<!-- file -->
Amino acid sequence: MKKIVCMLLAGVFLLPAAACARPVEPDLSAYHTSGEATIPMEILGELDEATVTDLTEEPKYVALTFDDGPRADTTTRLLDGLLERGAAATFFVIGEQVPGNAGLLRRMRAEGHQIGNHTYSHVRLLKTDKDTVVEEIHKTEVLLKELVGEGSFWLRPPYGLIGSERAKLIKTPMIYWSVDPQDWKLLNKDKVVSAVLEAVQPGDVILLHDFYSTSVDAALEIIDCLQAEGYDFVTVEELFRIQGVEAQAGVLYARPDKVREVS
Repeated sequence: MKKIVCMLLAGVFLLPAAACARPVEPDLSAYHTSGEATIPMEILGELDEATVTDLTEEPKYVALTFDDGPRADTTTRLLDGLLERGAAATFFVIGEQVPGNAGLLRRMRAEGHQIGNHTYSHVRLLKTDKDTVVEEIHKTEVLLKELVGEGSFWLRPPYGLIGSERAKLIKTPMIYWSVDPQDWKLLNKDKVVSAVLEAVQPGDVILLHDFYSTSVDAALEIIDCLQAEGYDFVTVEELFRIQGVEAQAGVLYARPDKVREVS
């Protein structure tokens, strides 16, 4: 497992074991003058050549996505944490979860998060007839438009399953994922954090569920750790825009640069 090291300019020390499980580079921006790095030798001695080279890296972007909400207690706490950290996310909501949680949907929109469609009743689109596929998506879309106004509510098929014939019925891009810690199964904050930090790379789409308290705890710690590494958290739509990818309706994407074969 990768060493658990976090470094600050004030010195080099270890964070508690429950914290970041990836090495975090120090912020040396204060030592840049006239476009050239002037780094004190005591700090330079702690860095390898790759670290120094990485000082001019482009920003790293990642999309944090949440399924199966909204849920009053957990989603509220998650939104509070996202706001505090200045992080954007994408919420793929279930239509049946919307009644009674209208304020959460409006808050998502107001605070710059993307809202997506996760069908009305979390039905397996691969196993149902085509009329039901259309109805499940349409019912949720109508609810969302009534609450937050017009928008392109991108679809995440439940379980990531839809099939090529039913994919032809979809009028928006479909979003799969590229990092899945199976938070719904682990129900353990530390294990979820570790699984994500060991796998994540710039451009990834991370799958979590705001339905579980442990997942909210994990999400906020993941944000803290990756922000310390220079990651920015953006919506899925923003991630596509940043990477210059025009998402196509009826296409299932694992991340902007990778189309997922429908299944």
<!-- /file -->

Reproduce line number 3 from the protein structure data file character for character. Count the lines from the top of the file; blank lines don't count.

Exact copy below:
């Protein structure tokens, strides 16, 4: 497992074991003058050549996505944490979860998060007839438009399953994922954090569920750790825009640069 090291300019020390499980580079921006790095030798001695080279890296972007909400207690706490950290996310909501949680949907929109469609009743689109596929998506879309106004509510098929014939019925891009810690199964904050930090790379789409308290705890710690590494958290739509990818309706994407074969 990768060493658990976090470094600050004030010195080099270890964070508690429950914290970041990836090495975090120090912020040396204060030592840049006239476009050239002037780094004190005591700090330079702690860095390898790759670290120094990485000082001019482009920003790293990642999309944090949440399924199966909204849920009053957990989603509220998650939104509070996202706001505090200045992080954007994408919420793929279930239509049946919307009644009674209208304020959460409006808050998502107001605070710059993307809202997506996760069908009305979390039905397996691969196993149902085509009329039901259309109805499940349409019912949720109508609810969302009534609450937050017009928008392109991108679809995440439940379980990531839809099939090529039913994919032809979809009028928006479909979003799969590229990092899945199976938070719904682990129900353990530390294990979820570790699984994500060991796998994540710039451009990834991370799958979590705001339905579980442990997942909210994990999400906020993941944000803290990756922000310390220079990651920015953006919506899925923003991630596509940043990477210059025009998402196509009826296409299932694992991340902007990778189309997922429908299944």